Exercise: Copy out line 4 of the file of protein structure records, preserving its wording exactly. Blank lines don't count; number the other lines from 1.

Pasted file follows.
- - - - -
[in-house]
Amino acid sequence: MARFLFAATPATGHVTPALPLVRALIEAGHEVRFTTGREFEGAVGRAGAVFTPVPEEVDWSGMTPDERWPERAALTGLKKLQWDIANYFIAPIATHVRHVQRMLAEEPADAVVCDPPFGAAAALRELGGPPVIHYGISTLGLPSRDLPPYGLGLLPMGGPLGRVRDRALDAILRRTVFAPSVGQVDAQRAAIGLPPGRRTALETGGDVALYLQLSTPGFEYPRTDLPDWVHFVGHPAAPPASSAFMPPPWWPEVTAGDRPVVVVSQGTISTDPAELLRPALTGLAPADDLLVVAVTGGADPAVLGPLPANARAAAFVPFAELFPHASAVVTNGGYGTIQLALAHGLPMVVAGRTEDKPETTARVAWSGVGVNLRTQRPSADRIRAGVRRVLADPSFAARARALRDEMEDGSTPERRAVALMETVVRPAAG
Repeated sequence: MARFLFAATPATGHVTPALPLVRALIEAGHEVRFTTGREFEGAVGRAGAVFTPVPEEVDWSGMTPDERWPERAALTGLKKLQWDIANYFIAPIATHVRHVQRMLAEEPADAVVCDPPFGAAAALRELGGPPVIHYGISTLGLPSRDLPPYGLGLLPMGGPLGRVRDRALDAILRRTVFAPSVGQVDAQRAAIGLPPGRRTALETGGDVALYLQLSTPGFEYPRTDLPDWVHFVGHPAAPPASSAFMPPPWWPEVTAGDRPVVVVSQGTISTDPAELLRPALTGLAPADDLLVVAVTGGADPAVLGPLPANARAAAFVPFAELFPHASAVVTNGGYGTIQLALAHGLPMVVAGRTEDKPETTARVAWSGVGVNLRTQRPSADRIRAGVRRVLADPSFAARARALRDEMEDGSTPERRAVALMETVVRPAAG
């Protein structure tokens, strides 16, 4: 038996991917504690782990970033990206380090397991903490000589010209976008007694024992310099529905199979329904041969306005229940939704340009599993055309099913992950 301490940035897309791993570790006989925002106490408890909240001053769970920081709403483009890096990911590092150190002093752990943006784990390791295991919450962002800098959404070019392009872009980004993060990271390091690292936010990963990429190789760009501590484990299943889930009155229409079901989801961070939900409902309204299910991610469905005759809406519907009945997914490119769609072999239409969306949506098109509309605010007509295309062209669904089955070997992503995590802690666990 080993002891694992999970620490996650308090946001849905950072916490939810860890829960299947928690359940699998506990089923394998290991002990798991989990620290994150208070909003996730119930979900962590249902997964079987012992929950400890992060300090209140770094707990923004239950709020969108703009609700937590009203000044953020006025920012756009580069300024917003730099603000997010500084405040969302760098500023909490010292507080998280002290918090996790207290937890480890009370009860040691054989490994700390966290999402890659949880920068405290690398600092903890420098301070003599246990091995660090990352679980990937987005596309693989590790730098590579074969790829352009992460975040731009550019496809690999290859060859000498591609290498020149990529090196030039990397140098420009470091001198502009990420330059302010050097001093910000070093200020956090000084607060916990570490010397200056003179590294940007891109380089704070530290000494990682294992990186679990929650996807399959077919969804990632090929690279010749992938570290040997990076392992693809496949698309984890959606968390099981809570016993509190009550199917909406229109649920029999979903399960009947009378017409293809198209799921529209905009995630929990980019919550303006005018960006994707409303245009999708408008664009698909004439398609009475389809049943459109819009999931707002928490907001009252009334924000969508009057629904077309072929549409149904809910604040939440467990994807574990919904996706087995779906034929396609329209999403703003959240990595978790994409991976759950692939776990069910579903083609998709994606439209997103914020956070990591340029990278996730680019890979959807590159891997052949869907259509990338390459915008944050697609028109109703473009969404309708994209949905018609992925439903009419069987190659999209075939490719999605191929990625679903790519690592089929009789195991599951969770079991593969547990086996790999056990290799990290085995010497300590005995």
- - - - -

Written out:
């Protein structure tokens, strides 16, 4: 038996991917504690782990970033990206380090397991903490000589010209976008007694024992310099529905199979329904041969306005229940939704340009599993055309099913992950 301490940035897309791993570790006989925002106490408890909240001053769970920081709403483009890096990911590092150190002093752990943006784990390791295991919450962002800098959404070019392009872009980004993060990271390091690292936010990963990429190789760009501590484990299943889930009155229409079901989801961070939900409902309204299910991610469905005759809406519907009945997914490119769609072999239409969306949506098109509309605010007509295309062209669904089955070997992503995590802690666990 080993002891694992999970620490996650308090946001849905950072916490939810860890829960299947928690359940699998506990089923394998290991002990798991989990620290994150208070909003996730119930979900962590249902997964079987012992929950400890992060300090209140770094707990923004239950709020969108703009609700937590009203000044953020006025920012756009580069300024917003730099603000997010500084405040969302760098500023909490010292507080998280002290918090996790207290937890480890009370009860040691054989490994700390966290999402890659949880920068405290690398600092903890420098301070003599246990091995660090990352679980990937987005596309693989590790730098590579074969790829352009992460975040731009550019496809690999290859060859000498591609290498020149990529090196030039990397140098420009470091001198502009990420330059302010050097001093910000070093200020956090000084607060916990570490010397200056003179590294940007891109380089704070530290000494990682294992990186679990929650996807399959077919969804990632090929690279010749992938570290040997990076392992693809496949698309984890959606968390099981809570016993509190009550199917909406229109649920029999979903399960009947009378017409293809198209799921529209905009995630929990980019919550303006005018960006994707409303245009999708408008664009698909004439398609009475389809049943459109819009999931707002928490907001009252009334924000969508009057629904077309072929549409149904809910604040939440467990994807574990919904996706087995779906034929396609329209999403703003959240990595978790994409991976759950692939776990069910579903083609998709994606439209997103914020956070990591340029990278996730680019890979959807590159891997052949869907259509990338390459915008944050697609028109109703473009969404309708994209949905018609992925439903009419069987190659999209075939490719999605191929990625679903790519690592089929009789195991599951969770079991593969547990086996790999056990290799990290085995010497300590005995």